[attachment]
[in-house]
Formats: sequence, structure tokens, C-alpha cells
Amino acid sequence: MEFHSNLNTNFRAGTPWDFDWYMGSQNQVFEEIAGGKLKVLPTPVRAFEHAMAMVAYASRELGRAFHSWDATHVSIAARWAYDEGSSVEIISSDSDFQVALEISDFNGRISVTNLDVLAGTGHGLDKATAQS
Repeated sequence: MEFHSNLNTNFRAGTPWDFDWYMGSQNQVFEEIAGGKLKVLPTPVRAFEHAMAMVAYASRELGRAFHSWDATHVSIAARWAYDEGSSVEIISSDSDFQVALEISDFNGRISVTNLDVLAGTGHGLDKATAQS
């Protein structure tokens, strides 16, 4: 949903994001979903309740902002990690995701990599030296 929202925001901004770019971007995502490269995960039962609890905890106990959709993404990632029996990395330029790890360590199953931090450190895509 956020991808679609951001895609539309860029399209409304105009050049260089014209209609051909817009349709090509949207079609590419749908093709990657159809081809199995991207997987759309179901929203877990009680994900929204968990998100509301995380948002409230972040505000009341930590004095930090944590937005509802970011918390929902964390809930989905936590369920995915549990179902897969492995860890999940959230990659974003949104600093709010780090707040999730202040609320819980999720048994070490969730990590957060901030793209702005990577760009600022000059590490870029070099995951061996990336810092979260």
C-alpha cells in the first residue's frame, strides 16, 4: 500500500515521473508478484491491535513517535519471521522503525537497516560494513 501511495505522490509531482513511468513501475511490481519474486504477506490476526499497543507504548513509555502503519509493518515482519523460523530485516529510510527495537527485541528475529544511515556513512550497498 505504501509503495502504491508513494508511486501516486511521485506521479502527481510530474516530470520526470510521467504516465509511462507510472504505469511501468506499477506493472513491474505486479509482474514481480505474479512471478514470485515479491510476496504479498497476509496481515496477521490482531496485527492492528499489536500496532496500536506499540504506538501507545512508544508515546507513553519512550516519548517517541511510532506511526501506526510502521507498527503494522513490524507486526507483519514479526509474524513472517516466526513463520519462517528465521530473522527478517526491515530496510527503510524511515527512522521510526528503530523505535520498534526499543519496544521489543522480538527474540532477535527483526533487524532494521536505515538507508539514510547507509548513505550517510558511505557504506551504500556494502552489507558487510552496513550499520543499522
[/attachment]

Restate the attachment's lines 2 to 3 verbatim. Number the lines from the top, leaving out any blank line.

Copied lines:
Formats: sequence, structure tokens, C-alpha cells
Amino acid sequence: MEFHSNLNTNFRAGTPWDFDWYMGSQNQVFEEIAGGKLKVLPTPVRAFEHAMAMVAYASRELGRAFHSWDATHVSIAARWAYDEGSSVEIISSDSDFQVALEISDFNGRISVTNLDVLAGTGHGLDKATAQS